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The Behavior of the Pumpkinseed Sunfish, Lepomis Gibbosus (Linneaus), With Notes On the Behavior of Other Species of Lepomis and the Pigmy Sunfish, Elassoma Evergladei

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The sunfishes, family Centrarchidae, inhabit quiet waters of the eastern and southern United States. They feed chiefly on insects, insect larvae, and small crustaceans. The behavior of Lepomis gibbosus, the pumpkinseed sunfish, and Lepomis humilis, the orangespotted sunfish, the two species studied most extensively, is very similar. The behavior of Lepomis macrochirus, the bluegill sunfish; Lepomis auritus, the redbellied sunfish; Lepomis cyanellus, the green sunfish; and Lepomis megalotis, the longeared sunfish, is compared and contrasted to these two where it is known. M a i n t e n a n c e B e h a v i o r. In aquaria Lepomis learn to eat non-living food. L. gibbosus and humilis sleep with ventral surface from chin to pelvic fin insertion touching bottom and all fins maximally spread. The overall body color is darker than during the day. The comfort movements, yawning, body bending, chafing, various fin movements, jerking, mouth snapping, and coughing (listed in order of their frequency of occurrence in gibbosus), occur more frequently in situations of environmental or social stress. A g o n i s t i c B e h a v i o r. The Lateral Threat Display, in which all median fins and the pelvic fins are broadly spread, usually has a defensive function. The Frontal Threat Display is the most aggressive and frequent behavior in the species of Lepomis observed. The displaying gibbosus erects dorsal, anal, and pelvic fins and moves toward an opponent to thrust, rush, swipe, or chase. Of these four variations of the Frontal Threat Display the most complex motivationally is the thrust employed by males in mutual displays on territory boundaries. Biting movements and Opercle Spreads may accompany most forms of frontal threat. Opercle Spreads usually occur at higher levels of aggressiveness than biting movements and often are especially frequent in situations suggesting motivational conflict. Tail Beating is the least frequent agonistic behavior in gibbosus and humilis but occurs commonly in auritus dominance encounters. The Attitude of Inferiority has three components. The first to appear is leaning to one side while swimming. The second to appear is depressed fins, and finally an inferior fish may become darker in color or acquire dark lateral bars on the sides. Social Groups. Differences in group relationships of different species are described. For example, in aquaria in which two male gibbosus established territories and spawned with three or four female companions, groups of auritus and megalotis of approximately the same individual size and sexual composition always were dominated by one individual which eventually killed all companions. Species differences in kinds and frequency of aggressive behavior also exist. Reproductive e B e h a v i o r. The spawning season is marked by the presence of males on shallow, circular nests, the size, structure, and location of which art described for the species studied. Males defend their nests, and since gibbosus, humilis, and macrochirus build nests in groups (with adjacent nest rims), there are many agonistic encounters between neighboring males. In addition to having agonistic encounters males on nests sweep; bite the substrate; push, pull, and carry plants which encroach upon the nest; court females; spawn; fan eggs; and leave the nest temporarily for a variety of reasons. Sweeping, the nest building movement, is done with the caudal fin which moves back and forth much like a broom. In gibbosus sweeping may occur any time before a male spawns but is especially frequent when neighboring males are threatening, sweeping or spawning and when females approach the nest. L. gibbosus ceases to sweep after spawning, but auritus, humilis, and possibly other species sweep after spawning, interspersing sweeping and fanning, which is a post-spawning behavior. L. gibbosus males begin to fan immediately after they spawn and continue to fan vigorously for 18 to 24 hours. Then fanning gradually ceases, and males hover over eggs and larvae. Possible stimuli for initiating and sustaining fanning are described. Courtship behavior occurs when a female ready to spawn approaches a nest. The male becomes very active and his movements are fast and frequent. The body becomes taut with the caudal peduncle arched upwards. The dorsal, anal, and caudal fins are maximally spread. Pelvic fins are depressed. Body color darkens. The male orients his movements toward the female, circles her, and places himself so that the female is directed into the nest. If the female flees the male may swim rapidly back and forth between her and the nest in courtship posture. Substrate biting occurred regularly but did not contribute to nest construction except in auritus. L. auritus males regularly carry stones from the nest to the outside of the nest, but other Lepomis observed did not. When any other activity of the male increased in frequency, the frequency of occurrence of substrate biting also increased. Rim Circling was a behavior observed in nesting male macrochirus but not in gibbosus. Female pre- and post-spawning behavior is described. Spawning occurs when a female swims into a nest and stays. The male and female then assume positions side by side facing in the same direction. With the female on the inside they swim around and around in a small circle barely above the bottom of the nest. At regular intervals the female tilts her dorsum away from the male and while on her side, rubs the ventral surface near her genital pore quickly against the side of his body near the anal fin. As contact is made eggs and sperm may be shed. Many spawning movements produce no eggs. A typical successful gibbosus spawning lasts 25 to 45 minutes. During this time the male may leave the nest many times in Frontal Threat posture and he may attack the female. The behavior of larvae and young fish is described. Elassoma evergladei, a pigmy sunfish, may reach 4 cm. in total length. They inhabit soft, acid waters of the eastern coastal plain of the United States. In aquaria they eat only living food. They have a distinctive sideways approach to food and snap it up. They have no particular sleeping posture and fewer comfort movements than Lepomis. With suitable aquarium conditions and 15-hour daily photoperiod, this species was always in breeding condition and social interaction was common. Lone aquarium inhabitants and non-breeding fish behave similarly. Individuals remain motionless for hours either resting on the bottom or among plants usually in the darkest part of the habitat. They often do not eat even when food is available. Males are territorial. If there is ample bottom space and if males are nearly equal in size and aggressiveness, boundaries are well defined. Otherwise usually one male dominates other companions. There is one threat display and one courtship display. These consist of complicated fin movements, movements of the fish through space, and color changes.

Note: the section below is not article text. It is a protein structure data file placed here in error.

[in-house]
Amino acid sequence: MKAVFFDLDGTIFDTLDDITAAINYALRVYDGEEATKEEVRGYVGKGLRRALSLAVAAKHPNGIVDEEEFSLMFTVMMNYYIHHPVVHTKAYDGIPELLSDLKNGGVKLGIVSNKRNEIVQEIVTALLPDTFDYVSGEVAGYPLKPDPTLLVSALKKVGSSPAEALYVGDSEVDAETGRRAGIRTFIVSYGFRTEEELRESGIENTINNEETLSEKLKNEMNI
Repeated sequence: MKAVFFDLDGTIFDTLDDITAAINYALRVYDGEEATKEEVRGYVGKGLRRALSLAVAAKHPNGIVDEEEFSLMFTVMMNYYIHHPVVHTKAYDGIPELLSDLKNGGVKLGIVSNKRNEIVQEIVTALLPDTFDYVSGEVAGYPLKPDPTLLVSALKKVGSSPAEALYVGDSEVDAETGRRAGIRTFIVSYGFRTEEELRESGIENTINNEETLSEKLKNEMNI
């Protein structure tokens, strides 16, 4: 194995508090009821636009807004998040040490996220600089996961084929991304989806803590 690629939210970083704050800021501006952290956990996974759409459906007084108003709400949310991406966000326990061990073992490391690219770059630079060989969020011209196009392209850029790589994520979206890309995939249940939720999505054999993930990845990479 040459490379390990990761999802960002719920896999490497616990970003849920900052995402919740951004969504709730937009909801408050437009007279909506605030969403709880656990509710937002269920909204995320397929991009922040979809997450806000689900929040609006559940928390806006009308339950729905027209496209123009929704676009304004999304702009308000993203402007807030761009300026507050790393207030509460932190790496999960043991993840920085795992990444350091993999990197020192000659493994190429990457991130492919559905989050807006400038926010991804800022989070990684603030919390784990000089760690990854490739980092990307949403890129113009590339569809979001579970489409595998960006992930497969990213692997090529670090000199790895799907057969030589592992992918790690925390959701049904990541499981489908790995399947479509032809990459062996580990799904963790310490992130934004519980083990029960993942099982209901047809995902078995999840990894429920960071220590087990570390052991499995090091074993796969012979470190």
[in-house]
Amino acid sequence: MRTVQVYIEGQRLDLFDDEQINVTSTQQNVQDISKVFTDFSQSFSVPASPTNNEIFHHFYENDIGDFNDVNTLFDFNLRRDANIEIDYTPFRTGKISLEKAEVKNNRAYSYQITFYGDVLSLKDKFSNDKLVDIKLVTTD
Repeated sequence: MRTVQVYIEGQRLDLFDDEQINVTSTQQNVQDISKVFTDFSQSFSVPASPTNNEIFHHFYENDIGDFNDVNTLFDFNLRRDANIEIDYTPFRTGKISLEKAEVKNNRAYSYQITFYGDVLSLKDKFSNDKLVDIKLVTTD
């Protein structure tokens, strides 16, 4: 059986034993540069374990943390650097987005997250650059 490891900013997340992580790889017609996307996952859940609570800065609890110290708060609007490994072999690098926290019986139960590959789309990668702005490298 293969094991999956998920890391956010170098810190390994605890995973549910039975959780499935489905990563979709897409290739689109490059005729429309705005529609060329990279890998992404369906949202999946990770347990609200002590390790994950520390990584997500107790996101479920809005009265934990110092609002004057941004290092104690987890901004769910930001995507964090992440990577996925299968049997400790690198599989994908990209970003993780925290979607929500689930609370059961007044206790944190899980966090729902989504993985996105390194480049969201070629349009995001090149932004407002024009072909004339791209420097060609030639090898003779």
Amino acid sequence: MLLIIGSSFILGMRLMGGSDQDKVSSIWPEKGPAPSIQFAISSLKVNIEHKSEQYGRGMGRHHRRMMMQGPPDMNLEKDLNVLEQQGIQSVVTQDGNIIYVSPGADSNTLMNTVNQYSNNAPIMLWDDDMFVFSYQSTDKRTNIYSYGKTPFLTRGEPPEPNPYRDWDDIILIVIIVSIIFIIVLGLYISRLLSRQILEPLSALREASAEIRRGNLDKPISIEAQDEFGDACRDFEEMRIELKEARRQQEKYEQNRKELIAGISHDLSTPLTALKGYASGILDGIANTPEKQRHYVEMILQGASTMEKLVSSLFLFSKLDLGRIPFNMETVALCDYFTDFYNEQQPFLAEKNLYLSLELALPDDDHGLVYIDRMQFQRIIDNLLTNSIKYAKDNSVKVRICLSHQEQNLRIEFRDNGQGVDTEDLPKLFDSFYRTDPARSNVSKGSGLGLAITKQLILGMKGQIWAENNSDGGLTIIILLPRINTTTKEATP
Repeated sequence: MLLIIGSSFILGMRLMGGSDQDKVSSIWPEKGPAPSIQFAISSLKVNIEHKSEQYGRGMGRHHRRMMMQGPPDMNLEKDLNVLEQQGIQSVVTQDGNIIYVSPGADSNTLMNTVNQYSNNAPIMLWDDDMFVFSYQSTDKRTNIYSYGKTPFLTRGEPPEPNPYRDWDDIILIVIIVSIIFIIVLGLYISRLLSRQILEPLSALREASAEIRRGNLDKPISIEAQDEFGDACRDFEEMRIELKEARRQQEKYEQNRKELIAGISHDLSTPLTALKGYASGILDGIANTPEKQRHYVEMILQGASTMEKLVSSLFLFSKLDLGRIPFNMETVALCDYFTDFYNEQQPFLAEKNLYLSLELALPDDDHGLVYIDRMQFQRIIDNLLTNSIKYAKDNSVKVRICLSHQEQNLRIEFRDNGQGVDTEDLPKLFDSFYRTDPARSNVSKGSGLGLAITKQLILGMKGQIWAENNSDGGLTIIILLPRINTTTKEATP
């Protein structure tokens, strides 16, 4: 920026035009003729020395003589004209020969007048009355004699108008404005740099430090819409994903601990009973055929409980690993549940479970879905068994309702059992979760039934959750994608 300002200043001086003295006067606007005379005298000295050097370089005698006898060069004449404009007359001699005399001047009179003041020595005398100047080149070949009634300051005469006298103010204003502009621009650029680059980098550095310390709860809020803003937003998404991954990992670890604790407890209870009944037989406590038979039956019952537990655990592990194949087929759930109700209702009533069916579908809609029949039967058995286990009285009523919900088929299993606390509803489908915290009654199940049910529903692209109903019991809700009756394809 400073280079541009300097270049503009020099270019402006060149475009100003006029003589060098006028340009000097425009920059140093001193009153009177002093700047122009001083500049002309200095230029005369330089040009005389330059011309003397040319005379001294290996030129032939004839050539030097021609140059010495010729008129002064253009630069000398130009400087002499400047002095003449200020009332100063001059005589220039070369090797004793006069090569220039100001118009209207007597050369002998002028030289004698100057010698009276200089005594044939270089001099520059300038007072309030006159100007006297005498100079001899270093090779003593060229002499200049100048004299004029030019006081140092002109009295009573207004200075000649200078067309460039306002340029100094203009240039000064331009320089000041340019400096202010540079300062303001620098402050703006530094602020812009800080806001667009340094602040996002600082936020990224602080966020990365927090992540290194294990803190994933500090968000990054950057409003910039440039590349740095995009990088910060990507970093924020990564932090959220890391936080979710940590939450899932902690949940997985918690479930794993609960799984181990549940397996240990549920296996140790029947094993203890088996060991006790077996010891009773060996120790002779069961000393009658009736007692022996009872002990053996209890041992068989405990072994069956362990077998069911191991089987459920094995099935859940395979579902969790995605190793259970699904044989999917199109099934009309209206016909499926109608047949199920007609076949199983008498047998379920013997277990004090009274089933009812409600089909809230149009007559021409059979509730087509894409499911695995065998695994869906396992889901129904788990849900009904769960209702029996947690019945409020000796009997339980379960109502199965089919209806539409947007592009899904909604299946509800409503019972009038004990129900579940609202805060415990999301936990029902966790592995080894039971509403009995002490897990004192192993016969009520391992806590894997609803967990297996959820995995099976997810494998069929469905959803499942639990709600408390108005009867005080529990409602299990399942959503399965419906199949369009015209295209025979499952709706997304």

Affiliations: 1: Cornell University, Ithaca N.Y., U.S.A.